“Charlie” and I developed a special relationship in the days before Thanksgiving.  Things were coming to a head.   He would look at me with his soulful, wise, red eyes.   He would turn his head gracefully and peck gently at food I procured for him.   I knew the day was approaching when “Charlie” would be a pet no longer.   Hey, I didn’t even LIKE eating turkey!

           The fateful day arrived that “Charlie” was to die.  It was the day before Thanksgiving.  My parents made preparations.    I fumed.  Reality hit home.

          My father had sharpened his axe.   He had pounded some long nails into the tall pine out back of our garage.  “Charlie” was to be hung from these nails and whacked in the neck.   I had heard him tell Mom that she should begin several trips to the huge cellar garbage can with boiling hot water.    That was to facilitate stripping poor dead “Charlie” of his feathers.  I shuddered at the vision.

Mom and I a few years later.
             My Mom was an Alabama girl.  She had wrung many a chicken's neck.  She would expertly scald the feathers of my pet, and pluck him for dinner. 

           Mom had Dad convinced she was a professional “killer!”  Of course, this was something she’d never admit to her cultured friends.  After all she was a LADY.  A lady who kept certain talents a BIG secret.

           My “Charlie” would be a “piece of cake” for her to pluck, she boasted.

          Dad heroically announced that HE would do the “dirty deed,” out back.   He would chop off "Charlie's" head, gut “the turkey” and carry the carcass into the basement.    UGH!!!    Mother would be in charge of scalding and he'd help her pick the feathers off.   They'd roast “Charlie” for Thanksgiving tomorrow after his poor body had chilled in the fridge overnight.   


              It was unimaginable to me.  I began to get really upset!

             It was too much for my young heart.  I stroked “Charlie's” soft white feathers and looked him right in the eye.  Those beautiful red eyes, framed by that bumpy, blue, naked head – he was MY “Charlie.”  I could bear it no longer.    Hot tears began to flow.  A deluge of them.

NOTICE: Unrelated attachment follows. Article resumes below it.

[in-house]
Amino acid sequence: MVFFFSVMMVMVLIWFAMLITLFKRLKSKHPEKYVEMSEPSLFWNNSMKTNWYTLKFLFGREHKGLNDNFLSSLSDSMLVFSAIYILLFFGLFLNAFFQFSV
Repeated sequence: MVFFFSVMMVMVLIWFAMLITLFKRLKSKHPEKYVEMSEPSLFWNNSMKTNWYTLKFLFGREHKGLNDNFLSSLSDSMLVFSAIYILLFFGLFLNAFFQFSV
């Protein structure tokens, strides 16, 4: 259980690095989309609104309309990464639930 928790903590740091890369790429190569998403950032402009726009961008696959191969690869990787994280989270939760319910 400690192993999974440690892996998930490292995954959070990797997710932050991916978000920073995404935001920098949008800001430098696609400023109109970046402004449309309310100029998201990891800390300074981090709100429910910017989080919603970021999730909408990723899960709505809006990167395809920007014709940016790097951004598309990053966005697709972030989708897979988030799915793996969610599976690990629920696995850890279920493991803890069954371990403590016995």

With a trembling chin, I followed Dad out back of the garage as he carried “Charlie,” who was flapping his wings, hanging by his feet from Dad’s grip.   My heart thumped wildly and I began to sob loudly.   Dad ordered me to leave.    I refused.   I had tried pleading, begging.   No avail.   So, he got down to business.  He hung “Charlie's” feet up on the nails on the tree and got the axe ready to swing.

                    I SCREAMED!  Shrieked with anguish!   The language that spewed out of my nine-year old mouth would have MELTED a sailor’s buttons!    I called my dear Dad every bad word I had ever heard ANY grownup speak in anger.   Mid-swing, Dad took his eyes off the turkey and for a split second glanced over at me.   


                   He MISSED his perfect strike!  The axe nicked the side of “Charlie’s” neck!   In terror and pain, he launched himself right off those nails on the tree!

                 His feet may have been tied, but “Charlie” still had WINGS.   He flapped his wings, bounced with his feet, and swiftly evaded my Dad’s wild lunge at him.   Spewing blood out of his neck, that poor turkey began bounce-flying through the woods behind our house.  My Dad, still clutching his axe, chased him, running until he was out of breath.



                   The neighbor’s Boxer dog saw the action, burst from his yard and joined in the pursuit.   Dad fell down, too winded to chase “Charlie” any further.   The boxer whipped past Dad and kept on going, rapidly gaining on my dying bird.   I gave in to hot angry tears, turned away and stomped back toward my house.   


                        It was OVER.   I could not stand to see the final desperate minutes of “Charlie’s” life.

                     Mom came out of the basement, wiping her wet hands on her apron, asking where the turkey was.  I was crying so hard I could not have said a word. 

                     Pretty soon Dad came up, carrying a disgustingly mauled, dog-chewed, bloody, totally dead “Charlie."